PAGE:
Wednesday, July 8, 2009

In Beckett We Trust

Since May 15, Josh Beckett has won seven games. Six of those wins have followed a Boston loss. He is to this team what Clemens was to the Sox back in the 80s; the ace who rights the listing ship.


Last night Beckett registered that sixth win, leading the Sox to a 5-2 win over Oakland. Beckett pitched 6.2 innings and gave up two runs on six hits, which isn't a bad line at all. But it seemed a lot harder than that for Beckett. I don't know if it was the weather or what, but his location was a little off (first-pitch strikes were only 55%, total strikes (73 of 107 pitches) were a little better at 68%). He wasn't getting a lot of batters to swing and miss, and there was that first inning homer Beckett gave up to Hairston which hit the Monster lights.


It's not that Beckett was bad; after the homer the only really hard hit off Beckett was a double by Sweeney in the fifth that led to Oakland's other run. He just didn't seem 100%. So I think Tito made the right move by pulling him in the seventh, even though it was obvious to everyone watching that Beckett wasn't pleased with the decision. It's a marathon, not a sprint. And with the game in hand at that point, the right move is to let the bullpen lock the win down.


And the pen came through. Oki closed out the seventh, Masterson pitched a clean eighth and Paps struck out the side in the ninth (along with one hit) to rack up his 21st save of the year


On the other side, it was nice to see the Boston bats finally show some life. That was to be expected with Boston facing Dana Eveland, who frankly isn't a great pitcher. And when Bay cranked that shot over the Monster to tie it at 1-1 in the second, you had a feeling things were going to happen. Sure enough, Ortiz got on base with a double, 'Tek singled and Ellsbury walked to load the bases with no outs. And while Nick Green grounding into a double play isn't exactly the way you want him to earn a RBI, it got the job done and put the Sox up 2-1.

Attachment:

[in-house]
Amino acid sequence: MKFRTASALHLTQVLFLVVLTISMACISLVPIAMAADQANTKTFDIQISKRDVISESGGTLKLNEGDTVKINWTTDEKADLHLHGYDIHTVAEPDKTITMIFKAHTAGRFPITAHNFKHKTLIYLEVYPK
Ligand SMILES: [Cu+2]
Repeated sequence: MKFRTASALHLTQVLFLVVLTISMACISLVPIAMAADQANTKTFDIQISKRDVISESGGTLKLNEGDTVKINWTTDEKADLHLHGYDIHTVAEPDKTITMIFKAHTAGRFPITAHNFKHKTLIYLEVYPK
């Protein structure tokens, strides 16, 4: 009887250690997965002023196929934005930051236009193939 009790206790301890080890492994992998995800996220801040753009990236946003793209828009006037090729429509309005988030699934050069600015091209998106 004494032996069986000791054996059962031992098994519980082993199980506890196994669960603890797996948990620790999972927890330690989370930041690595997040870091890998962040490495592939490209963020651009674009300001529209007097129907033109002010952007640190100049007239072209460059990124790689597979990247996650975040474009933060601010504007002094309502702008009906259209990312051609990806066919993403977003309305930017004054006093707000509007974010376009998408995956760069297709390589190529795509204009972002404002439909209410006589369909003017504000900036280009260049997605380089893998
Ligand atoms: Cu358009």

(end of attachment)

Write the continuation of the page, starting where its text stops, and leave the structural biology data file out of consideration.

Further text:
And then the third inning came, which looked a lot like the seventh inning from Sunday's win over Seattle. Eight batters came to the plate. With the bases loaded, 'Tek singled Drew and Bay home to boost Boston's lead to 4-1. After an Ellsbury walk, that was it for Eveland. Knocking him out in the third was important not only for last night's win but for tonight as well. Oakland was forced to tax their pen and that will have ramifications in tonight's game.


Although Green's bat was less than timely last night, he was a monster in the field. He ranged deep a couple of times to snag grounders and fire to first for the out. He has improved dramatically since the beginning of the season. And with that cannon he calls a throwing arm, he is making some spectacular plays seem routine.


Look at the fifth inning; Oakland had two outs but scored their second run and had runners on second and third. Orlando Cabrera hit a grounder to short that would have scored at least one run if someone like, oh, Julio Lugo was playing short. But Green went after the ball, avoided tangling himself with Adam Kennedy and fired to first for the out. Comeback over. If you had to point to the best off-season signing for the Sox, Green is near the top of the list. Can you imagine Lugo playing game after game? Ugh...


Bay seems to be slowly turning around his slump. Last night's 2-3 with a homer, RBI and two runs scored sure helped. In July so far he is batting .360 with an .836 OPS, a far cry above June's .301/.701 averages. Over the last six games in June, Bay had two hits, one run scored, no RBI and one walk. In the first six games for July, he has five hits, four runs scored, one RBI and four walks. It's good to see him turning it around, because the Sox will need his bat in the second-half of the season.


Ellsbury is thriving in the lower half of the order. He has gotten at least one hit in eight of his last nine games. The one game he went hitless in was the 6-0 loss on Monday night, which also happened to be the one game where Ellsbury hit leadoff. It's frustrating to watch a .300 hitter with an OBP over .350 do better batting 6th or 7th than leadoff. But the bottom line is that Ellsbury is productive in that spot and that's a fine sight better that watching him go hitless at leadoff. He also had his 36th steal of the year. Baring an unforeseen incident, Ellsbury will shatter the Boston single-season steals record well before the end of the year.


And so we come to tonight's rubber match (weather permitting). Newly-minted All-Star Tim Wakefield will go for his 11th win of the year, facing off against Trevor Cahill. Cahill is 5-7 with a 4.55 ERA, but the Sox have never seen him before. And that is a situation that can put the Boston bats to sleep. Cahill was one of the top prospects in baseball last year, so he's no chump. But if Boston can knock him out early, they'll get into a bullpen that saw a lot of work last night.

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